The Seventh Circuit dismissed the government’s argument holding, “There is no principled way to carve out the Second Amendment and say that unauthorized aliens or even all non-citizens are excluded.” The majority relies overwhelmingly on a Supreme Court decision from 1990 called U.S. v. Verdugo-UrquidezIn Verdugo-Urquidez, the Court held that, “Aliens receive constitutional protections when they have come within the territory of the United States and have developed substantial connections with this country.” Meza-Rodriguez had lived in this country for over a decade where he developed close relationships with family, friends, and employers, all which signify his ties to the community.

Like the First, Fourth, and Fourteenth Amendment, the founders used the term “the People” instead of word “Citizen” in the Second Amendment. These two words have distinct constitutional meanings and cannot be used interchangeably. The word “Citizen” is used extensively in Article II of the Constitution to define who can vote and run for office. This distinction shows the founders intent of using the term “the People” to define more than just legal citizens but anyone within the jurisdiction of the United States.

There is an inherent danger by not defining people like Meza-Rodriguez asthe People” under the Constitution. The issue is far wider than simply a case about gun-rights because it provides legitimacy to nativists in denying liberties and protections to non-Citizens. If aliens are not considered “ the People” under the Constitution it could open up further degradation to the rights of millions.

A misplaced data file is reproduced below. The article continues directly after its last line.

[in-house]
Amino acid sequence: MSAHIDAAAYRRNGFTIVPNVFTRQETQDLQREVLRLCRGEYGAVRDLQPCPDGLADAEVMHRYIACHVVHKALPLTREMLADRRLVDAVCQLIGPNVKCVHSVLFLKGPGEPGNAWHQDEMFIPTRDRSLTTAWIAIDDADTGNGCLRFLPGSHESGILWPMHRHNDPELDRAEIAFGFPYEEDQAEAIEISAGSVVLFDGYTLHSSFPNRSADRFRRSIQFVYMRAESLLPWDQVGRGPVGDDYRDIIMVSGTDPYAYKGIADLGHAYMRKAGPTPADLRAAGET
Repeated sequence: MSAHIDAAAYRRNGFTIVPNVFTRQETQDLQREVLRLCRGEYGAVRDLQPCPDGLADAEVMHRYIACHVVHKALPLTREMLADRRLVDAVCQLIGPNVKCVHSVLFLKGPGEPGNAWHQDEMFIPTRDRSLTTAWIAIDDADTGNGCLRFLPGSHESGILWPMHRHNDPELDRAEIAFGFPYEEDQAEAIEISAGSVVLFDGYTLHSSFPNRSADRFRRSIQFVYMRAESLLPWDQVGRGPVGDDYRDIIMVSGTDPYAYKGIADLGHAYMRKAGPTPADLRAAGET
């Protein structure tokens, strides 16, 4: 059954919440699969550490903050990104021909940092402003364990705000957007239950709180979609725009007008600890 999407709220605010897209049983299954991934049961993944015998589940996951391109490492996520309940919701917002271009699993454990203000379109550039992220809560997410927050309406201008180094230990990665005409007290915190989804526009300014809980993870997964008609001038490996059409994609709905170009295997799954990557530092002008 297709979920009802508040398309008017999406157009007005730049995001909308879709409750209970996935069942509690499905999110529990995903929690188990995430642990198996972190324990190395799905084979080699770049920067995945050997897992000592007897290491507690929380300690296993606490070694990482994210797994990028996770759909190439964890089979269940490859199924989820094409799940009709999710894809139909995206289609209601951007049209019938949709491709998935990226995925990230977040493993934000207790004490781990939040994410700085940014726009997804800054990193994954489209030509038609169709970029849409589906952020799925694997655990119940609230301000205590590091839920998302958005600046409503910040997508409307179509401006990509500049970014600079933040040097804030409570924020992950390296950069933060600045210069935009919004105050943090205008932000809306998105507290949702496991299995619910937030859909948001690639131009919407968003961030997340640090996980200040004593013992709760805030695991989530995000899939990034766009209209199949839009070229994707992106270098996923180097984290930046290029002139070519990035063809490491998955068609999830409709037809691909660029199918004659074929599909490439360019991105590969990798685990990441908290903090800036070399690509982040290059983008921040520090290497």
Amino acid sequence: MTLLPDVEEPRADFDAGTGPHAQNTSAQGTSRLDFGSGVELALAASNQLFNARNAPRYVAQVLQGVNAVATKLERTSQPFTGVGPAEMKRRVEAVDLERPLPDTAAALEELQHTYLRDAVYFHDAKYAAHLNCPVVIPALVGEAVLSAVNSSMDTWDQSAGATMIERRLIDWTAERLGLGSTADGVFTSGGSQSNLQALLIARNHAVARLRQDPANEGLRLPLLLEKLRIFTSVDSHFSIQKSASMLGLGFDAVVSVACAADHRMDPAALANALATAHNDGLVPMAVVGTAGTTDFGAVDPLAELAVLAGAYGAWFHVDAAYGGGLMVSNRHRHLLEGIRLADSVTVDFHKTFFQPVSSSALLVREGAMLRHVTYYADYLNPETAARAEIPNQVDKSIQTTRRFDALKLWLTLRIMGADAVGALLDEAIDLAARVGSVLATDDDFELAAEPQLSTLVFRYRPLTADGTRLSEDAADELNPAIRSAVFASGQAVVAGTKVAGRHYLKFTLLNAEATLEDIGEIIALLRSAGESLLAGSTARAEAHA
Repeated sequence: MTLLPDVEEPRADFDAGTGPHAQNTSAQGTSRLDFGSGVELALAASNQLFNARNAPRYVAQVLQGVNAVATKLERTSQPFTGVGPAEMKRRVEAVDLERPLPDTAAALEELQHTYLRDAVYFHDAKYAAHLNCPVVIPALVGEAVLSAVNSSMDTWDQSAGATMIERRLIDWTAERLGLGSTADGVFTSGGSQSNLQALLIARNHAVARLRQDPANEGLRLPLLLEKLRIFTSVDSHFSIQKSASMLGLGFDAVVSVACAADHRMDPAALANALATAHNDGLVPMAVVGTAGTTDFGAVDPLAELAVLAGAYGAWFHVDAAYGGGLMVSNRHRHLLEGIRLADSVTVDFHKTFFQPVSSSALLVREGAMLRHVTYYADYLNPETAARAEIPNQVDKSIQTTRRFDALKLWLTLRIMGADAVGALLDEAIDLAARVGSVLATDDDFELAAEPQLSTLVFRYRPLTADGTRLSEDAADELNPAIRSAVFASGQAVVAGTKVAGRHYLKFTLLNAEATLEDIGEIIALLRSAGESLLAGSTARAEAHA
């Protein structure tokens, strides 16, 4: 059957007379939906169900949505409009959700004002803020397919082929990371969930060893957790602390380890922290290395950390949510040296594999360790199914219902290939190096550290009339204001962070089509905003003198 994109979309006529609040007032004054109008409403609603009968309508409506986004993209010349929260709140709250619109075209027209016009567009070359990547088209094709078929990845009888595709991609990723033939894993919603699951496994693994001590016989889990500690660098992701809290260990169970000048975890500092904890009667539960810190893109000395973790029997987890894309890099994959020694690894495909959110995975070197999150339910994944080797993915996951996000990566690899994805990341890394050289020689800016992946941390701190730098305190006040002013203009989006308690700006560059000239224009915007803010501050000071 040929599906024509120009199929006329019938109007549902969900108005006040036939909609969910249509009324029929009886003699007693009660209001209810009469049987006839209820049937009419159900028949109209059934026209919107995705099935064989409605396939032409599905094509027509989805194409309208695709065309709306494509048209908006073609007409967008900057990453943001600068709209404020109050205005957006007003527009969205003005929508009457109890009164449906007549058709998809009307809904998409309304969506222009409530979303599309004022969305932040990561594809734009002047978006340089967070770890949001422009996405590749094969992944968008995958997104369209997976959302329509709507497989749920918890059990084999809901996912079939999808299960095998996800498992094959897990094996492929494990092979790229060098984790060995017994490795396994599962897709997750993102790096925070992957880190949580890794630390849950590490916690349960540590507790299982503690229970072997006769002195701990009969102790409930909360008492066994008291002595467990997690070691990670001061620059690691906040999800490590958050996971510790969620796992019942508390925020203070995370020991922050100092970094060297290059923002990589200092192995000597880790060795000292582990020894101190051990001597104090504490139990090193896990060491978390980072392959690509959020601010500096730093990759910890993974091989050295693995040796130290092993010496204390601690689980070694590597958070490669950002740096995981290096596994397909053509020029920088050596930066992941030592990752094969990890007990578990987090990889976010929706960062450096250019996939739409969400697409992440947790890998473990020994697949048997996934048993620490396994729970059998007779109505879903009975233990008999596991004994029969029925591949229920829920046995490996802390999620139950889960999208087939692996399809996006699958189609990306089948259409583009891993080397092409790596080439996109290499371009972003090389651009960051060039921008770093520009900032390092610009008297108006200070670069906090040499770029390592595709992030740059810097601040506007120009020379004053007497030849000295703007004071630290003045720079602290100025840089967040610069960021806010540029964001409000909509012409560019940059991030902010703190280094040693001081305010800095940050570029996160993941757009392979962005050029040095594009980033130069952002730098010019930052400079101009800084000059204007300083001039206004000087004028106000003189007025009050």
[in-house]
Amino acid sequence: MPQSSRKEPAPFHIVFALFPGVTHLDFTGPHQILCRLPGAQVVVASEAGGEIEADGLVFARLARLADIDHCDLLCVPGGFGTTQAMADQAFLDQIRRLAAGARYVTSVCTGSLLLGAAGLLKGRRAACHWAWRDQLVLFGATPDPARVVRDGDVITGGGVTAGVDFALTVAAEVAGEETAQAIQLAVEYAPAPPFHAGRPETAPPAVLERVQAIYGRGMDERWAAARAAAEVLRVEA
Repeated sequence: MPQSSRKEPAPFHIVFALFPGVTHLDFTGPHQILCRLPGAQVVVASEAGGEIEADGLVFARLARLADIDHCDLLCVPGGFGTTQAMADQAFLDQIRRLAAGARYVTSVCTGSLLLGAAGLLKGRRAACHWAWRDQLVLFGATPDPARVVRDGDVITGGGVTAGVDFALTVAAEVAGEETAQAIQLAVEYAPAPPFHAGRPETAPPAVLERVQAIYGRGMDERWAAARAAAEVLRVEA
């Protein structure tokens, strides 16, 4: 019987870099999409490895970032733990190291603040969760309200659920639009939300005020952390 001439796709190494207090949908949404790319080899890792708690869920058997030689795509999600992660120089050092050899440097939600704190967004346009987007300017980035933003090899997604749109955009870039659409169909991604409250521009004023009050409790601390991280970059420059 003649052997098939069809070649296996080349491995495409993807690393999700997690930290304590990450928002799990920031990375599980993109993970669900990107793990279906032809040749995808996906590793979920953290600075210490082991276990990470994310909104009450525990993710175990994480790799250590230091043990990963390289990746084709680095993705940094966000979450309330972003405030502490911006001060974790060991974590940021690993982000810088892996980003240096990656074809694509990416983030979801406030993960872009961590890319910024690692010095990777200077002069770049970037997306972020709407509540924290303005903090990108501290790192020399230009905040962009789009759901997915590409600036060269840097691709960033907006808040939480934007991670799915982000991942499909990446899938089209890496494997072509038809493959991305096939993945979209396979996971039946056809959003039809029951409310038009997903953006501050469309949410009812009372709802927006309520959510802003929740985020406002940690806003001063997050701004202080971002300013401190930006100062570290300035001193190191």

This may seem like a slippery slope argument but a secondary holding in Verdugo-Urquidez was that the Fourth Amendment rights of aliens depend on their affinity to the United States. The court upheld the government’s illegal search of Verdugo-Urquidez’s home because he did not establish enough connections to the United States. Some will argue that this ruling will give illegal immigrants the green light to carry weapons free from government regulation. However, these skeptics miss the second portion of this ruling. The Seventh Circuit never overruled the constitutionality of the federal statute on aliens possessing guns or ammunition.

The significant holding was that unauthorized aliens are now considered “the People” within the definition of the Second Amendment. Nonetheless, government regulation of firearm ownership is certainly valid according to the Supreme Court and is based on numerous factors including past criminal history and mental illness. This decision does little to progress the agendas of either the NRA or gun control advocates. The significance of Meza-Rodriguez lies in its potential consequences for undocumented persons. Specifically in regards to the First, Fourth, and Fourteenth amendments if unauthorized aliens are not considered “the People” under the Constitution it would lead to further police harassment of millions.